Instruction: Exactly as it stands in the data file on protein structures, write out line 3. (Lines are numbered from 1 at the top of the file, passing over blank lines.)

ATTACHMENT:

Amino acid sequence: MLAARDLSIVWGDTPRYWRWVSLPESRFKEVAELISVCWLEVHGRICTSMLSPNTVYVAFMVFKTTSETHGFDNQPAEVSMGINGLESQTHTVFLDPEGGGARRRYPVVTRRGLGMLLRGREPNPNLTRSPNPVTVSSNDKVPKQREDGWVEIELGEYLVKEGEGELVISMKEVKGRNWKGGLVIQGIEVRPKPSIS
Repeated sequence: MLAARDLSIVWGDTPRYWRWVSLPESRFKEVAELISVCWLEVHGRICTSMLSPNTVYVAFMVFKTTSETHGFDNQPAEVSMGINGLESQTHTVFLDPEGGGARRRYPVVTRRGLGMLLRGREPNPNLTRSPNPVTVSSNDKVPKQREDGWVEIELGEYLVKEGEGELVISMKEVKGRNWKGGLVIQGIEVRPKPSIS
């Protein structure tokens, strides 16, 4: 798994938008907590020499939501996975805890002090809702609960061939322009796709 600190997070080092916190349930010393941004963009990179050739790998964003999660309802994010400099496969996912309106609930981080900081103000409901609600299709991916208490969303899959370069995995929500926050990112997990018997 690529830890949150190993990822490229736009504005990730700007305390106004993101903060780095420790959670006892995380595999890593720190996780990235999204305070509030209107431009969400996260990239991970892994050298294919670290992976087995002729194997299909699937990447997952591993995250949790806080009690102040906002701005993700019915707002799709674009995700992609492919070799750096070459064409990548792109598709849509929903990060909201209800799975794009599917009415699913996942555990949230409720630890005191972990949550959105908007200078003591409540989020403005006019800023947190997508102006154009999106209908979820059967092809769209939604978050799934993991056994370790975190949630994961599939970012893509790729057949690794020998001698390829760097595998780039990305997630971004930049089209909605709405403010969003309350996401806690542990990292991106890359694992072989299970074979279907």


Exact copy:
């Protein structure tokens, strides 16, 4: 798994938008907590020499939501996975805890002090809702609960061939322009796709 600190997070080092916190349930010393941004963009990179050739790998964003999660309802994010400099496969996912309106609930981080900081103000409901609600299709991916208490969303899959370069995995929500926050990112997990018997 690529830890949150190993990822490229736009504005990730700007305390106004993101903060780095420790959670006892995380595999890593720190996780990235999204305070509030209107431009969400996260990239991970892994050298294919670290992976087995002729194997299909699937990447997952591993995250949790806080009690102040906002701005993700019915707002799709674009995700992609492919070799750096070459064409990548792109598709849509929903990060909201209800799975794009599917009415699913996942555990949230409720630890005191972990949550959105908007200078003591409540989020403005006019800023947190997508102006154009999106209908979820059967092809769209939604978050799934993991056994370790975190949630994961599939970012893509790729057949690794020998001698390829760097595998780039990305997630971004930049089209909605709405403010969003309350996401806690542990990292991106890359694992072989299970074979279907």